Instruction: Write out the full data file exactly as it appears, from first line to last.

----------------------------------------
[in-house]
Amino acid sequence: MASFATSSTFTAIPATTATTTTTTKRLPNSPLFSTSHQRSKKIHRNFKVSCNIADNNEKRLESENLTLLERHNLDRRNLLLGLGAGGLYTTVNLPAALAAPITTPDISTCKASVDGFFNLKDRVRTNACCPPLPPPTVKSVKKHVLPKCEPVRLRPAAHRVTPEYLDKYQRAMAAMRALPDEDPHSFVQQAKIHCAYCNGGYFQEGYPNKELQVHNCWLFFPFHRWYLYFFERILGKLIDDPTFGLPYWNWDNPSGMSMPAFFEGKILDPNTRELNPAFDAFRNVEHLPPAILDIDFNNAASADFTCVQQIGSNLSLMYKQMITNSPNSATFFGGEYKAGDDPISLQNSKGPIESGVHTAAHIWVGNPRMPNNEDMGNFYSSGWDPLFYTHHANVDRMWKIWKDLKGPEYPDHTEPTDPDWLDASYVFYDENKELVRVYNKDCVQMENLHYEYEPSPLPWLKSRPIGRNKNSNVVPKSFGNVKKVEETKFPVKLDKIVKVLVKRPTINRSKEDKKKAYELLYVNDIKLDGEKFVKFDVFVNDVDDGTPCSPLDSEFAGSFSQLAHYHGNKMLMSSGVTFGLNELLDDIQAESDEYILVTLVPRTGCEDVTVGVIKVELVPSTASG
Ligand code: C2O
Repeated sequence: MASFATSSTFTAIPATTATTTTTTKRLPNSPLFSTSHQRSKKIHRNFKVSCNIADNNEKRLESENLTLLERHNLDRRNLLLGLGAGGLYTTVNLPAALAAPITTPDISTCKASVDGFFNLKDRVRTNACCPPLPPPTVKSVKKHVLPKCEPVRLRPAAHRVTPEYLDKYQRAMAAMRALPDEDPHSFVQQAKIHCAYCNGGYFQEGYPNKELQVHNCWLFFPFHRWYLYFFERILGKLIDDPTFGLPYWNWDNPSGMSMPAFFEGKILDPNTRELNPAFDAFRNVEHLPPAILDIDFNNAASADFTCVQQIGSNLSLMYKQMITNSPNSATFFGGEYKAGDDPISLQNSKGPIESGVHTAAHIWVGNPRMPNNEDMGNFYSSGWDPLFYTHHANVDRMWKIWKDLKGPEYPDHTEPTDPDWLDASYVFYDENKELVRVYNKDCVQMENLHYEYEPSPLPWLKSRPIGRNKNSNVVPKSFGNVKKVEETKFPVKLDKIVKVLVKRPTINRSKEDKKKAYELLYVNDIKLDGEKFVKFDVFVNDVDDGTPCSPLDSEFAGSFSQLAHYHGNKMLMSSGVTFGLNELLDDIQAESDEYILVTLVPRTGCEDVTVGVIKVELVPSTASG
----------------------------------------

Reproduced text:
[in-house]
Amino acid sequence: MASFATSSTFTAIPATTATTTTTTKRLPNSPLFSTSHQRSKKIHRNFKVSCNIADNNEKRLESENLTLLERHNLDRRNLLLGLGAGGLYTTVNLPAALAAPITTPDISTCKASVDGFFNLKDRVRTNACCPPLPPPTVKSVKKHVLPKCEPVRLRPAAHRVTPEYLDKYQRAMAAMRALPDEDPHSFVQQAKIHCAYCNGGYFQEGYPNKELQVHNCWLFFPFHRWYLYFFERILGKLIDDPTFGLPYWNWDNPSGMSMPAFFEGKILDPNTRELNPAFDAFRNVEHLPPAILDIDFNNAASADFTCVQQIGSNLSLMYKQMITNSPNSATFFGGEYKAGDDPISLQNSKGPIESGVHTAAHIWVGNPRMPNNEDMGNFYSSGWDPLFYTHHANVDRMWKIWKDLKGPEYPDHTEPTDPDWLDASYVFYDENKELVRVYNKDCVQMENLHYEYEPSPLPWLKSRPIGRNKNSNVVPKSFGNVKKVEETKFPVKLDKIVKVLVKRPTINRSKEDKKKAYELLYVNDIKLDGEKFVKFDVFVNDVDDGTPCSPLDSEFAGSFSQLAHYHGNKMLMSSGVTFGLNELLDDIQAESDEYILVTLVPRTGCEDVTVGVIKVELVPSTASG
Ligand code: C2O
Repeated sequence: MASFATSSTFTAIPATTATTTTTTKRLPNSPLFSTSHQRSKKIHRNFKVSCNIADNNEKRLESENLTLLERHNLDRRNLLLGLGAGGLYTTVNLPAALAAPITTPDISTCKASVDGFFNLKDRVRTNACCPPLPPPTVKSVKKHVLPKCEPVRLRPAAHRVTPEYLDKYQRAMAAMRALPDEDPHSFVQQAKIHCAYCNGGYFQEGYPNKELQVHNCWLFFPFHRWYLYFFERILGKLIDDPTFGLPYWNWDNPSGMSMPAFFEGKILDPNTRELNPAFDAFRNVEHLPPAILDIDFNNAASADFTCVQQIGSNLSLMYKQMITNSPNSATFFGGEYKAGDDPISLQNSKGPIESGVHTAAHIWVGNPRMPNNEDMGNFYSSGWDPLFYTHHANVDRMWKIWKDLKGPEYPDHTEPTDPDWLDASYVFYDENKELVRVYNKDCVQMENLHYEYEPSPLPWLKSRPIGRNKNSNVVPKSFGNVKKVEETKFPVKLDKIVKVLVKRPTINRSKEDKKKAYELLYVNDIKLDGEKFVKFDVFVNDVDDGTPCSPLDSEFAGSFSQLAHYHGNKMLMSSGVTFGLNELLDDIQAESDEYILVTLVPRTGCEDVTVGVIKVELVPSTASG